Olveston – The Ballroom

Olveston – Ballroom.

Having spent the time rambling around the museum, I ventured up into the Dunedin hill suburbs to the stately home of Olveston. Spread over 1 acre of land, an original eight-room villa was purchased by the Theomin family on the Royal Terrace site in 1881. Twenty years later they bought an adjacent property and in 1904 they acquired another. This allowed the family to plan the building of a new house and garden over the three properties. Once the new home was completed in 1907, the four storey building featured reception rooms, a library, a kitchen, downstairs guest rooms, a galleried hall rising from the ground and to the upper floors which also served as a ballroom. There was a billiard room, a card room, numerous bedrooms, with the top floor being servants’ quarters and the basement serving as a large laundary. When I arrived, I was a little early for the next tour. So, I filled the time wandering around the lovely gardens which at one stage featured a substantial rose garden.

The ‘Tiger Tea’ Bus

The ‘Tiger Tea’ Bus

The trouble with modern museums is that they are beautifully presented with only selected exhibits on display that get rotated occasionally. Usually the exhibits are placed with a detailed information board with lots of space and around the item for the eye to take everything in. Personally, I prefer museums that are presented like a hall cupboard. Stuffed full of things that you have to spend hours sorting through before finding what you’re looking for. The fun part is generally on the way to the back of the cupboard you get a pleasant surprise by finding something you lost years ago. I wish museums took on this philosophy.


Josephine at Toitu Early Settlers Museum

The first thing that greets you at Toitu Early Settlers Museum is a steam train called Josephine. One of two Double Fairlie locomotives that were imported from England, Josephine started life on the Dunedin-Port Chalmers Railway in 1872. She went on to serve on trainway lines all over the country. Until around the time of 1917 when she was sent to the scrap heap. After spending several years outside rusting away, she was eventually restored, moved indoors and now sits proudly on display in the foyer of Toitu Early Settlers Museum for all to see.

Lower Stuart Street

Traffic Lights on Lower Stuart Street

Leaving the Octagon, having completed everything I wanted to do for the day by 7am, I rewarded myself by going in search of breakfast. For no other reason than for my own amusement, I found a cafe where I could sit in the window and watch cars drive through red lights at an intersection.

Sitting and watching the world go by from my window seat, it really was quite astonishing and somewhat scary how complacent some drivers were. It was almost as if stopping at red lights had become optional! On one occasion I watched a car stop at a red light, pause while a bus went through and then simply carry on through the intersection without a care in the world. The behaviour of drivers was simply mind boggling, yet unfortunately not unexpected. A few years ago a study was conducted around Christchurch at 15 intersections across the city. What they found was that drivers ignored red lights 8170 times in a 24 hour period. That averages out to a staggering 340 times per hour that red lights were being disregarded, and that’s only at 15 intersections in Christchurch. Extend that out across the country and it becomes of pandemic proportions! To combat this a Regional Red Light Running campaign was launched whose main message was “Good drivers stop at red traffic lights”. Which in itself is just as mind boggling as I thought stopping at red lights was the law! Not just something that “good drivers” do! What is even more interesting is that failing to stop at a red light incurs a $150 fine. Compare that to the local Dunedin bylaw where failure to remove your dog droppings carries a $300 fine. Now it might just be me, but something seems out of balance there!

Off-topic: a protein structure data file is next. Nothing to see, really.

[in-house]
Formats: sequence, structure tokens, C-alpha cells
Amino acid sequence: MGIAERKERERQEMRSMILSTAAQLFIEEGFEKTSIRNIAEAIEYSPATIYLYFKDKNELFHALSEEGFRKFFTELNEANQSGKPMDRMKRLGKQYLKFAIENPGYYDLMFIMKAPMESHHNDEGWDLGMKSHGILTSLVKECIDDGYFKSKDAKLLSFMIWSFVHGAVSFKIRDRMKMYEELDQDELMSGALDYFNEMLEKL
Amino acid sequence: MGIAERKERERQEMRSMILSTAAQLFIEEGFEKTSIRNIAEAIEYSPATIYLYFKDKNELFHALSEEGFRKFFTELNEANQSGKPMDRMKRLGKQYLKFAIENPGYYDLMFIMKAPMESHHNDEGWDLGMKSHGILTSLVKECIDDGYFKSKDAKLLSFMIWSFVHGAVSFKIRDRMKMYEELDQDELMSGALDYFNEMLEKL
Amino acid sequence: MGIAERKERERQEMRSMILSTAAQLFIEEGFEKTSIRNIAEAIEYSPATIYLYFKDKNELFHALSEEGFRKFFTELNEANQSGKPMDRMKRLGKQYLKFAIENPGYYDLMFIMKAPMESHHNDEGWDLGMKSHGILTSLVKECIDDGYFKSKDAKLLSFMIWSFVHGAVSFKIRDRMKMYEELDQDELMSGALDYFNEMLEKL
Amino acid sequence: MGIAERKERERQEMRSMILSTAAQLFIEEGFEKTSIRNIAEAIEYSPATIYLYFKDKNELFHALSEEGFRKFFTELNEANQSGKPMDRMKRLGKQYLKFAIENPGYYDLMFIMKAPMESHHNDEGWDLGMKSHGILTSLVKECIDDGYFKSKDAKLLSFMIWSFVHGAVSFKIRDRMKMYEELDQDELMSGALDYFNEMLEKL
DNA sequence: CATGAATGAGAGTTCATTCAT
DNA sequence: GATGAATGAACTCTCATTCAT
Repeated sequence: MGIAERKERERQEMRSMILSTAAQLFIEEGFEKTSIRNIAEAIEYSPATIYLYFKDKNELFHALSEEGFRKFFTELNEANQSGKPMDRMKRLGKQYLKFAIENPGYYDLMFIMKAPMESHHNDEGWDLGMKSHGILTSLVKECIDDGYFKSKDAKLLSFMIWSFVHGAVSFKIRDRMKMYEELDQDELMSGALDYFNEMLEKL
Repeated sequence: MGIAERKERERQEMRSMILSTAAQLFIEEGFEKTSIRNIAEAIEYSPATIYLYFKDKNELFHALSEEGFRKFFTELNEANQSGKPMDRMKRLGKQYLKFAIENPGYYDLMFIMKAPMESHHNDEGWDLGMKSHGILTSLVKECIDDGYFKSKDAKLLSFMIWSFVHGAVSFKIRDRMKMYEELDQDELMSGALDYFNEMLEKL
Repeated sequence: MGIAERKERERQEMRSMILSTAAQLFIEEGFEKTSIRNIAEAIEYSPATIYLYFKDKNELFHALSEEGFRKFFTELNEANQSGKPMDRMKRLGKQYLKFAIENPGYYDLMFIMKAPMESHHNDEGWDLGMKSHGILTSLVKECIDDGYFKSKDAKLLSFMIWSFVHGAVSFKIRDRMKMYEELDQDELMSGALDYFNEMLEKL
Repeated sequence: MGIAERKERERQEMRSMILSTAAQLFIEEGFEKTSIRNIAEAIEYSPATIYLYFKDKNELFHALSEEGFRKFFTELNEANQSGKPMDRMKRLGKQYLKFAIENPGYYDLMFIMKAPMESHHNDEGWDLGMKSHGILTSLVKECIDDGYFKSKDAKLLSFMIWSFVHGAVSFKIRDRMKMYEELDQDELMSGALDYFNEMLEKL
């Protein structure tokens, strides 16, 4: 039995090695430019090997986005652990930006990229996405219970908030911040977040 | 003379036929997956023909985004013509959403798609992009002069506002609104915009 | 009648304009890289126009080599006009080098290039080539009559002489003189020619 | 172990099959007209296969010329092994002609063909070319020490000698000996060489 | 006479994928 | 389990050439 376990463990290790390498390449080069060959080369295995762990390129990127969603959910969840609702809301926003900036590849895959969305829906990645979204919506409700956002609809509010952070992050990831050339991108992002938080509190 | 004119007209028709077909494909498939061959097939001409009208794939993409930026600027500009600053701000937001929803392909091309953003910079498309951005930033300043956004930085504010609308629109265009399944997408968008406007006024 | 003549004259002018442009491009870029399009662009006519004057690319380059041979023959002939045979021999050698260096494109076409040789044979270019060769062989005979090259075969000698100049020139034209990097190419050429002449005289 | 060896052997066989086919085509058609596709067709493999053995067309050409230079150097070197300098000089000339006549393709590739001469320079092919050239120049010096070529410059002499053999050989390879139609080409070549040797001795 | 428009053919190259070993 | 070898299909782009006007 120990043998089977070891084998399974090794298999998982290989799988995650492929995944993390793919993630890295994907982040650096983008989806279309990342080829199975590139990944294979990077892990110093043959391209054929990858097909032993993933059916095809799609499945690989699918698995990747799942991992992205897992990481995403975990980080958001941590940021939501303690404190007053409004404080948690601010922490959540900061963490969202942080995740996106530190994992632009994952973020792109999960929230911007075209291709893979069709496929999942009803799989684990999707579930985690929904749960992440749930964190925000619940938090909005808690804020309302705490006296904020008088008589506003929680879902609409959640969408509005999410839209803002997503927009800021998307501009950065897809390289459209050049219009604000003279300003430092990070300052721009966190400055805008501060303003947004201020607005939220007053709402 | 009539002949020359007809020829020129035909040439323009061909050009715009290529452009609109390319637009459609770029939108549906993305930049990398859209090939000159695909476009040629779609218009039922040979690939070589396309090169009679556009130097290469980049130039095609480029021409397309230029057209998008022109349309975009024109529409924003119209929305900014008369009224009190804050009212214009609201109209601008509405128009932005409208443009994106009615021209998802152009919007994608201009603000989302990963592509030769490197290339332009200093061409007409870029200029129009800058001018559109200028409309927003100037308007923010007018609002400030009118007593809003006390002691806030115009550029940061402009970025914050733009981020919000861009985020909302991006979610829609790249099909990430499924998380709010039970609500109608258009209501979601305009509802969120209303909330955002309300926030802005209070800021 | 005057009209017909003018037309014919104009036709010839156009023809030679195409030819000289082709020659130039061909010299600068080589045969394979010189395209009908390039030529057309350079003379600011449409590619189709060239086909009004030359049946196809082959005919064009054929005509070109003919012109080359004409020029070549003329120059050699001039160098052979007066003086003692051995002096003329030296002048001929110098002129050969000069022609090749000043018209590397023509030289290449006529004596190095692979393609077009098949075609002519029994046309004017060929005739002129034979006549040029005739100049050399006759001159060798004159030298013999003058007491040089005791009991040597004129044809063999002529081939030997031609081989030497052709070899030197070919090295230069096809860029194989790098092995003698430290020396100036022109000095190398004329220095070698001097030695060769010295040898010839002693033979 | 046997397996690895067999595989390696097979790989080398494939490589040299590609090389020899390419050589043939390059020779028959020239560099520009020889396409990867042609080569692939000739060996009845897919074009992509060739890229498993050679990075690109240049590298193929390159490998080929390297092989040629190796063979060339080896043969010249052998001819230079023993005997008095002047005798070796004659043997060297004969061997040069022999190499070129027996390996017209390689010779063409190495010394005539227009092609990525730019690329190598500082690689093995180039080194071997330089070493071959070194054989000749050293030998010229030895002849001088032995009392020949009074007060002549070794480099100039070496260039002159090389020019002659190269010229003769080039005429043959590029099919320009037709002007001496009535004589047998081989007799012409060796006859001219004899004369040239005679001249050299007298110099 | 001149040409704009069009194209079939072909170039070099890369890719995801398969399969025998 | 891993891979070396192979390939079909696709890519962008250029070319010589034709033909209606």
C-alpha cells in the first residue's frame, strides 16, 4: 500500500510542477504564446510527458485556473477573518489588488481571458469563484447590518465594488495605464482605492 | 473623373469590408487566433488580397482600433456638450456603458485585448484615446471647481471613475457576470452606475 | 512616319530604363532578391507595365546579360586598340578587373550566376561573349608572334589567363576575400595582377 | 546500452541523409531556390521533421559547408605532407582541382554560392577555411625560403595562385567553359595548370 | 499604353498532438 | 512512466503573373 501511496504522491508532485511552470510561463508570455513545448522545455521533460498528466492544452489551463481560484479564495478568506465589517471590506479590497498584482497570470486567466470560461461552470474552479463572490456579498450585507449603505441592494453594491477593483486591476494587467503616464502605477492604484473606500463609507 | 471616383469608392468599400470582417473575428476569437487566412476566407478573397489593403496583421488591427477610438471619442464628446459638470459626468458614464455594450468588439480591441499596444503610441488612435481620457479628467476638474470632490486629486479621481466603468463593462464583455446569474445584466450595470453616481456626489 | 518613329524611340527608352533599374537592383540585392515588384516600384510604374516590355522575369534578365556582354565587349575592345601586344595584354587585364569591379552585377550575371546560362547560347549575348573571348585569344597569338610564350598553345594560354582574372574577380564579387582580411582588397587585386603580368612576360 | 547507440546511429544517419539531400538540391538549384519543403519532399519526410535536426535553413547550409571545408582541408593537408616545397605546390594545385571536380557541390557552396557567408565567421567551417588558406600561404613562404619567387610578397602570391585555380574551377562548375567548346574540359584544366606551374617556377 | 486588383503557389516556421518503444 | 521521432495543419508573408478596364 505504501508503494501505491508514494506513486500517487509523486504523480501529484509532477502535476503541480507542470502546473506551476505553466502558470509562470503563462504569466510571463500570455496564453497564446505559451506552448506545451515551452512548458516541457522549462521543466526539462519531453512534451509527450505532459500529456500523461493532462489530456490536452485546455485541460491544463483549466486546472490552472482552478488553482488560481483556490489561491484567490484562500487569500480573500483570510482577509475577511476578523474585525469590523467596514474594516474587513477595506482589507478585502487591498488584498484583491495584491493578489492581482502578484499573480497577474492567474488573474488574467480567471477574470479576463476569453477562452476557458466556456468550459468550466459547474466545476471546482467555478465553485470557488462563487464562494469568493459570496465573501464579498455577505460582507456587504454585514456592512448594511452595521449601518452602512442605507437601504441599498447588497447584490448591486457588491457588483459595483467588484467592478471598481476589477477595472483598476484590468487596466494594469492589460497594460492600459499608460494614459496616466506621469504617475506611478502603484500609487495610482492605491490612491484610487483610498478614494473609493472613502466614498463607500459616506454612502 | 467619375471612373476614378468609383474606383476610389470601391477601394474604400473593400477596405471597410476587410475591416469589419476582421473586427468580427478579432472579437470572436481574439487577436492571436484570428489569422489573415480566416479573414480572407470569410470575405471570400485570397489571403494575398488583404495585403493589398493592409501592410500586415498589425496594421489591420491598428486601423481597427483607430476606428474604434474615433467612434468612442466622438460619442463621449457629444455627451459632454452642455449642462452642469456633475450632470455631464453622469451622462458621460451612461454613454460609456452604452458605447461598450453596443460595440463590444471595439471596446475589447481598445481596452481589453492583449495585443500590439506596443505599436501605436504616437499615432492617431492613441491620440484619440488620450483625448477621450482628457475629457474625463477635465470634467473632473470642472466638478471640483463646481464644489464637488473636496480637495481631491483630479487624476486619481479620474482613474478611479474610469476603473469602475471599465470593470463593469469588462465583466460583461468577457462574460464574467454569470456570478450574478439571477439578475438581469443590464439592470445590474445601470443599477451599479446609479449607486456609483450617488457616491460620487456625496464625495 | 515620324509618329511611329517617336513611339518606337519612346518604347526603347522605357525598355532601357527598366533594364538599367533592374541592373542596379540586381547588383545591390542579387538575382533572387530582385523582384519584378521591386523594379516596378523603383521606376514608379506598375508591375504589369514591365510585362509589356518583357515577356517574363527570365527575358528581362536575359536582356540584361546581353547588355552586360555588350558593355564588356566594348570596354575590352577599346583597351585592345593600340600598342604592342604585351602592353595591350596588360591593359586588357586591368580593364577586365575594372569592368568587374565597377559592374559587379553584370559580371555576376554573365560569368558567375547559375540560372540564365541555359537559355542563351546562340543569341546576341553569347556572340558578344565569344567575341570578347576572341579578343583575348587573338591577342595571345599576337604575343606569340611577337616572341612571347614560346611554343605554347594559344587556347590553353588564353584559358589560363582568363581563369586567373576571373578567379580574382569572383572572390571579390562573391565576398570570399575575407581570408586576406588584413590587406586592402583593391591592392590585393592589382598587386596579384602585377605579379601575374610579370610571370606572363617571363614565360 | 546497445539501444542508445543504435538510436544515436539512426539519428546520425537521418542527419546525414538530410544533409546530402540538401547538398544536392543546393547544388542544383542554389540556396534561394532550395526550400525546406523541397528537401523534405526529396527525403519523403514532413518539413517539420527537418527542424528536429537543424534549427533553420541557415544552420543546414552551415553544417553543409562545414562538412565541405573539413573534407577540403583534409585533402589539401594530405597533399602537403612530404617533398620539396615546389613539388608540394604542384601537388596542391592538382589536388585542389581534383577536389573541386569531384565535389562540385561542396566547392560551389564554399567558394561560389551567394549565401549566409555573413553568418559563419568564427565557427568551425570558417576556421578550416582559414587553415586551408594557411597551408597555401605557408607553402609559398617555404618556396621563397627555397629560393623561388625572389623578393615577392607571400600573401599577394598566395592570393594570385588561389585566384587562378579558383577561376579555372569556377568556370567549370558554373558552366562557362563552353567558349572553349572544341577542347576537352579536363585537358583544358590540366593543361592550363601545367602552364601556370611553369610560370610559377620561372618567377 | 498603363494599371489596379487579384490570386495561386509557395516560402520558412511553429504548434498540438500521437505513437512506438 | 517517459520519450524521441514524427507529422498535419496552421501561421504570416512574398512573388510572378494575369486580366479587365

All of this occupied me in my window seat for some time. Long enough in fact for me to finish several cups of coffee and a fully cooked breakfast. All while observing the poor driving behaviour of my fellow citizens and a few ill-tempered and hostile Sea Gulls that were very angry at each other for one reason or another. Not fully aware of what the time was, I checked my watch and noticed to my surprise that a few local museums would be opening in the not too distant future. So, on that happy note I paid, thanked my hosts and headed off in the direction of Toitu Museum.

The Octagon

The Octagon 

On one occasion, I ventured into the city centre early one morning before everything became ‘used’ for the day. My altera motive was to see the Octagon, the scene of a recent unexpected set of circumstances.  An out-of-control truck and trailer had taken a scenic detour down Stuart Street and through the central Octagon several days earlier, narrowly avoiding the famed Robbie Burns statue before crashing through a covered walkway and decorating the whole area with a lovely assortment of wood chips. In celebration, a wide variety of orange road cones had been placed all around the unplanned route the truck had taken through the city centre, giving the whole place a scattered look.

Archibald Baxter Peace Garden

Archibald Baxter Peace Garden

So each day, without much planning I did things I hadn’t done in a long time. I strolled through parks and public gardens. I explored alleyways and lanes that detoured off empty back streets. I went to museums, exhibitions, and art galleries that I saw advertised on flyers hanging to lamp posts. I sat in Maggie’s cafe drinking coffee while watching people walk past. I went on self-guided heritage walks and admired forgotten pieces of architecture. I ambled around looking approvingly at pieces of street-art on the side of buildings. I sat in the Archibald Baxter Peace Garden that honours all New Zealand’s conscientious and quietly watched the world go by. I took the time to read plaques on footpaths that mark spots of historical significance. I even read all the plaques in the upper Octagon that make up the Dunedin Writers’ Walk as part of the UNESCO City of Literature.

Jubilee Park

Jubilee Park

Thanks to a mostly empty calendar, I had several weeks at my disposal, in a fictitious kind of way. The only thing I really had to do was stay close to home in Dunedin, so as long as I didn’t go on any long overnight expeditions the time was my own. I could do anything I liked, within reason.